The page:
I think Tweedy’s other goal is to find something new in rock'n'roll. He formed Wilco when Uncle Tupelo, the band he started with Jay Farrar, broke up. Uncle Tupelo is often credited with starting the alt-country movement, and Wilco’s first disc seems to have followed the rules of that genre pretty closely. Being There, their second, was more varied, but much of it was still rooted in traditional rock. With Summerteeth, Tweedy opened himself up to all kinds of music and influences, embracing all of pop music. Summerteeth is defiantly not a roots record. On Yankee Hotel Foxtrot Tweedy seemed to walk away from pop music towards, well, that’s where confusion comes in for me. Is it prog rock? Avant-garde pop?

My sense is that Tweedy thinks rock'n'roll is dying and in need of some kind of resuscitation. Maybe I’m projecting. On July 5th, the 50th anniversary of Elvis Presley’s first recordings, I listened to "That’s All Right," and a few of the other songs Presley sang in Sun Studios that day. They still had an air of newness and discovery that most of today’s rock recordings lack. In its middle age, rock'n'roll has grown stodgy. Record companies sign bands that sound like every other band and push them to make records that sound exactly the way their next three will.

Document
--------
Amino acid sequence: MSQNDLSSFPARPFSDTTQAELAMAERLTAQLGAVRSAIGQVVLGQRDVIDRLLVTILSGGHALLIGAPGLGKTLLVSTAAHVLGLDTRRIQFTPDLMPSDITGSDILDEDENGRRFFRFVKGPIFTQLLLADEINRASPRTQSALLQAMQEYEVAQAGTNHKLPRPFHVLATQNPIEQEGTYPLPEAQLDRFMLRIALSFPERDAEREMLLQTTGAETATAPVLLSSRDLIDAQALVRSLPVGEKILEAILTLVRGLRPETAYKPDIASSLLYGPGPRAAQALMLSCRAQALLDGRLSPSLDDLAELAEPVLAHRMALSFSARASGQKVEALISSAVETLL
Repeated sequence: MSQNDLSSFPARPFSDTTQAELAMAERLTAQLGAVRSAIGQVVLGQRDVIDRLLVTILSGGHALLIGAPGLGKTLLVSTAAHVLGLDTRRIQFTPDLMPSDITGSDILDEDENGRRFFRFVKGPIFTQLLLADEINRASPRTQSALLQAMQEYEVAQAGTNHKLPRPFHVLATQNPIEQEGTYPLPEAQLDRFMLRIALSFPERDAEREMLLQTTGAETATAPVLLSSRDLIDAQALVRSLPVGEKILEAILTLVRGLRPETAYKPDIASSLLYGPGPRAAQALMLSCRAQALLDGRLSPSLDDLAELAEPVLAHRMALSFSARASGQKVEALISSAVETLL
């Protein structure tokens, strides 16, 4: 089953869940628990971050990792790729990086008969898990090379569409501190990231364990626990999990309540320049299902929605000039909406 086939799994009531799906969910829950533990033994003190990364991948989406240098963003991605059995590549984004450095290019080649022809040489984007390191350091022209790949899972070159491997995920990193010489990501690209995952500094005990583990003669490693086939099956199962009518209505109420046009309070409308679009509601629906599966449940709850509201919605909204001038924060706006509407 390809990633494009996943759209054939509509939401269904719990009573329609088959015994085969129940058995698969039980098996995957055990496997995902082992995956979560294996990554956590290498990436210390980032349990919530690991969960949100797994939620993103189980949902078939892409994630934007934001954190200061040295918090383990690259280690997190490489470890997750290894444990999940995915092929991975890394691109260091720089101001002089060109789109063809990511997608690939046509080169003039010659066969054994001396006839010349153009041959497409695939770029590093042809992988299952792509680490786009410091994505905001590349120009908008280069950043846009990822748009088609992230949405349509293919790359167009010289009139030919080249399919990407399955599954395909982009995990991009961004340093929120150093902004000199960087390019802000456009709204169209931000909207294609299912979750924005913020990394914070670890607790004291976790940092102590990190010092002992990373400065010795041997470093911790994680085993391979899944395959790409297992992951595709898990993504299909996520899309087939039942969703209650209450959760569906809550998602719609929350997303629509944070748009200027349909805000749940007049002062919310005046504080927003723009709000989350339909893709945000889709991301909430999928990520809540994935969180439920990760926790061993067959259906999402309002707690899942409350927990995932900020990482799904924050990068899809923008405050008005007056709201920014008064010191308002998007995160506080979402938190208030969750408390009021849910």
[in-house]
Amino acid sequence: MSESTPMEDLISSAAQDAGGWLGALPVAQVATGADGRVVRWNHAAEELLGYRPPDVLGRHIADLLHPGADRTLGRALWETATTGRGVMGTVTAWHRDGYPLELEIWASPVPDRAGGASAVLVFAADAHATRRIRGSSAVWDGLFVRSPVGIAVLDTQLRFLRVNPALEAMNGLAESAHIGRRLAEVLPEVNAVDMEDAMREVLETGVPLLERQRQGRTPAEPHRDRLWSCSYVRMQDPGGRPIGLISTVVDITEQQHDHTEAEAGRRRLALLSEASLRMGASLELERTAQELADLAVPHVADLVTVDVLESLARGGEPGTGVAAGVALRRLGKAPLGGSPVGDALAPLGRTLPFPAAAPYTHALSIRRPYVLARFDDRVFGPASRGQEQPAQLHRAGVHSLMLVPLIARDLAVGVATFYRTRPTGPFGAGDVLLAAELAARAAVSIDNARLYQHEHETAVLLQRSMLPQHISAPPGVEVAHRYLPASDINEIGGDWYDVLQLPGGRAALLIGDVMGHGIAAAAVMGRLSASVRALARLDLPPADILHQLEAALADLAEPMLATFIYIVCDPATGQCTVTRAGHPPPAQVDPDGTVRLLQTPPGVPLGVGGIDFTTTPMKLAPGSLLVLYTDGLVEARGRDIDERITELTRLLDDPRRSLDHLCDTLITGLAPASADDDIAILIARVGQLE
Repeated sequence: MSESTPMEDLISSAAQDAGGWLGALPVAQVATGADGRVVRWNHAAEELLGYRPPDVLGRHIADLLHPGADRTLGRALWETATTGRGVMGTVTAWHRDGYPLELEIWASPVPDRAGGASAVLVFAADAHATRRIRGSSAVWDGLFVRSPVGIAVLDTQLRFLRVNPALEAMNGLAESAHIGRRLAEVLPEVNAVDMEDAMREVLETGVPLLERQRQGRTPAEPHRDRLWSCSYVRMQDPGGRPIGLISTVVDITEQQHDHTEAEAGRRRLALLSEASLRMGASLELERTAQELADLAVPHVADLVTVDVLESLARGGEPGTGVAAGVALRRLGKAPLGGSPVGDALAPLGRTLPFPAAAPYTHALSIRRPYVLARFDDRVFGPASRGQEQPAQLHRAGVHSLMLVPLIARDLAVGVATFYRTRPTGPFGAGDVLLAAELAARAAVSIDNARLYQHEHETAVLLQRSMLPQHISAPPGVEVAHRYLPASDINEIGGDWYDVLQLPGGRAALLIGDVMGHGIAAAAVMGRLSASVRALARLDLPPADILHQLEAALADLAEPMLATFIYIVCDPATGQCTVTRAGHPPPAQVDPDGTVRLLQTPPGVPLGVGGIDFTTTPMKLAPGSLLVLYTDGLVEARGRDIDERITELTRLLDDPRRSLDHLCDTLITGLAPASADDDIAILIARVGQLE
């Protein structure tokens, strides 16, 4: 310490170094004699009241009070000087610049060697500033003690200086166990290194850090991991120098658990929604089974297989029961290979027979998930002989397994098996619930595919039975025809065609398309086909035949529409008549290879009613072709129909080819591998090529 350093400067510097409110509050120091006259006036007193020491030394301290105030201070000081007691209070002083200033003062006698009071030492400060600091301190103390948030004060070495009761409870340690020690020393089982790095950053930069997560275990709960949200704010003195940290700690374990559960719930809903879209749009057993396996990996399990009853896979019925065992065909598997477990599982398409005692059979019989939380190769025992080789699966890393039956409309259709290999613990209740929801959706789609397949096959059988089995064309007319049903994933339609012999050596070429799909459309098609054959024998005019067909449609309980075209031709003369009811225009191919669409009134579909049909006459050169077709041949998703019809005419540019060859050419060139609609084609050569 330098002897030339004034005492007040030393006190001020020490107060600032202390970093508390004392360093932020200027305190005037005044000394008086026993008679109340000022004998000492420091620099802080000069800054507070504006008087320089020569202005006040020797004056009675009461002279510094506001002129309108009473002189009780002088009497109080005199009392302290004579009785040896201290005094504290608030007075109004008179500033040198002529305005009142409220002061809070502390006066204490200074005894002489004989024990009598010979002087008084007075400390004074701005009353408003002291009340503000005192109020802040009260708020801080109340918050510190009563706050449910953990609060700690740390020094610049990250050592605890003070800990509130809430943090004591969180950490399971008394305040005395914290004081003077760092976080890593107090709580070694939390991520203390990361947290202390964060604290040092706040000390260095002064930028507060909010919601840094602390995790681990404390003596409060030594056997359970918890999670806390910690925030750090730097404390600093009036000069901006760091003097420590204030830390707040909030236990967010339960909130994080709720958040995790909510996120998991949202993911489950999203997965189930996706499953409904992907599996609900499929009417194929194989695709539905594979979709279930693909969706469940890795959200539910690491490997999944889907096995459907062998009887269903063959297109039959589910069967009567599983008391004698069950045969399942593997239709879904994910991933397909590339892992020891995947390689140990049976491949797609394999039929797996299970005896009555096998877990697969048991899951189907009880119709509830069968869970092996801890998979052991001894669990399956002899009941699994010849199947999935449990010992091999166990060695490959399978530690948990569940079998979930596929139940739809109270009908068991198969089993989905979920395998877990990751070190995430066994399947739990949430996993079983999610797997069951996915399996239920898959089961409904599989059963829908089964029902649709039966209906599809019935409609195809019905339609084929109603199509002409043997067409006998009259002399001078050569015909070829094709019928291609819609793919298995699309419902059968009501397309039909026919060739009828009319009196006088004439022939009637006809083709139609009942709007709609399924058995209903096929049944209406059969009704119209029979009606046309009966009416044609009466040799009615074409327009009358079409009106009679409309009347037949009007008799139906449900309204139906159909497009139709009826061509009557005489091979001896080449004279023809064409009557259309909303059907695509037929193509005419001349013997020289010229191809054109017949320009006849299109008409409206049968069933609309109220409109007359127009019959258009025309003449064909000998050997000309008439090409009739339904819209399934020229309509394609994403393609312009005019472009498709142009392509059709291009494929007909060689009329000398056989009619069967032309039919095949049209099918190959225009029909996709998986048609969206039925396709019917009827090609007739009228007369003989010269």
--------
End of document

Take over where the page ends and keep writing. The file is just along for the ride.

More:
Young bands that have the imprimatur of today’s rock critics, such as the Strokes, the Hives, and the Vines, are exciting enough, but the music they play was new 30 years ago. Critics (many of them my age or older) who praise those bands sound like jazz writers who welcomed the neo-bop musicians of the early '80s as saviors. Nearly 25 years later, jazz has some interesting strains, but a lot of it is too formal and studied. When Jack White calls the White Stripes an "art project" you know what separates him from Iggy Pop. Pop would never have called the Stooges that and would have punched anyone who did. Still, it rings true for White, who has obviously studied punk and garage-band sounds and attitudes so he could feed them back to us -- smartly, it’s true, but somewhat at arm’s length.